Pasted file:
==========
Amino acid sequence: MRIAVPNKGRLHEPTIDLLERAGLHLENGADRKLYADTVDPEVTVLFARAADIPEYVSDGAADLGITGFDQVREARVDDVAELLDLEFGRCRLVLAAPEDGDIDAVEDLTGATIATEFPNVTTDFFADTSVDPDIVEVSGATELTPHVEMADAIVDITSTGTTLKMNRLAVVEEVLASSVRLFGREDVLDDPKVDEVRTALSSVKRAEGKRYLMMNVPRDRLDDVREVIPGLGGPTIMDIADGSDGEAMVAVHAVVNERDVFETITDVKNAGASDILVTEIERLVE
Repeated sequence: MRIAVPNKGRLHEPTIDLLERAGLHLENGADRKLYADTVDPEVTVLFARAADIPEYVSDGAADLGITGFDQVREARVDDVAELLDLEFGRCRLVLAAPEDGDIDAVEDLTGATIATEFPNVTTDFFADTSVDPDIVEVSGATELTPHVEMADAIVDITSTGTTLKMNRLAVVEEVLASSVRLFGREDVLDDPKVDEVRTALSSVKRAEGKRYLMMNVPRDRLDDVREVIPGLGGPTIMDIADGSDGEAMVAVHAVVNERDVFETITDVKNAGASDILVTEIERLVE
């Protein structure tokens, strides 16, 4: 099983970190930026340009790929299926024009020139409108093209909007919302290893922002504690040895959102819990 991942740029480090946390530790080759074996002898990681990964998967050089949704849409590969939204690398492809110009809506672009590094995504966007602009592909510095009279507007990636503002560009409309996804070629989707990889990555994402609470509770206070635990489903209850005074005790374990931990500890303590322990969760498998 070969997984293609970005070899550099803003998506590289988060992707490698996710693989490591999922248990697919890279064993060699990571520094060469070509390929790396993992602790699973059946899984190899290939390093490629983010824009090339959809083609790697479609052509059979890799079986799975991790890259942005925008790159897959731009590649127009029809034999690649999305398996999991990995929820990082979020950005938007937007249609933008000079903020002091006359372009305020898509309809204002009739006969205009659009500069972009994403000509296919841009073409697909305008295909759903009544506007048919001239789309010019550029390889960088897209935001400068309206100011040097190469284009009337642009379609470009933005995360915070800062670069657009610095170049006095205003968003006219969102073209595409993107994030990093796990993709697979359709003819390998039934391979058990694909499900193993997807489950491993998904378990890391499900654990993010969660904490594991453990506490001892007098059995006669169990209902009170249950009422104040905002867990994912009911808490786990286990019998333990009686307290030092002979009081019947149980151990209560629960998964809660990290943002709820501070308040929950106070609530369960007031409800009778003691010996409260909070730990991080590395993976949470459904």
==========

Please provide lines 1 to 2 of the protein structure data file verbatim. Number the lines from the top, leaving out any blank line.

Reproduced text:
Amino acid sequence: MRIAVPNKGRLHEPTIDLLERAGLHLENGADRKLYADTVDPEVTVLFARAADIPEYVSDGAADLGITGFDQVREARVDDVAELLDLEFGRCRLVLAAPEDGDIDAVEDLTGATIATEFPNVTTDFFADTSVDPDIVEVSGATELTPHVEMADAIVDITSTGTTLKMNRLAVVEEVLASSVRLFGREDVLDDPKVDEVRTALSSVKRAEGKRYLMMNVPRDRLDDVREVIPGLGGPTIMDIADGSDGEAMVAVHAVVNERDVFETITDVKNAGASDILVTEIERLVE
Repeated sequence: MRIAVPNKGRLHEPTIDLLERAGLHLENGADRKLYADTVDPEVTVLFARAADIPEYVSDGAADLGITGFDQVREARVDDVAELLDLEFGRCRLVLAAPEDGDIDAVEDLTGATIATEFPNVTTDFFADTSVDPDIVEVSGATELTPHVEMADAIVDITSTGTTLKMNRLAVVEEVLASSVRLFGREDVLDDPKVDEVRTALSSVKRAEGKRYLMMNVPRDRLDDVREVIPGLGGPTIMDIADGSDGEAMVAVHAVVNERDVFETITDVKNAGASDILVTEIERLVE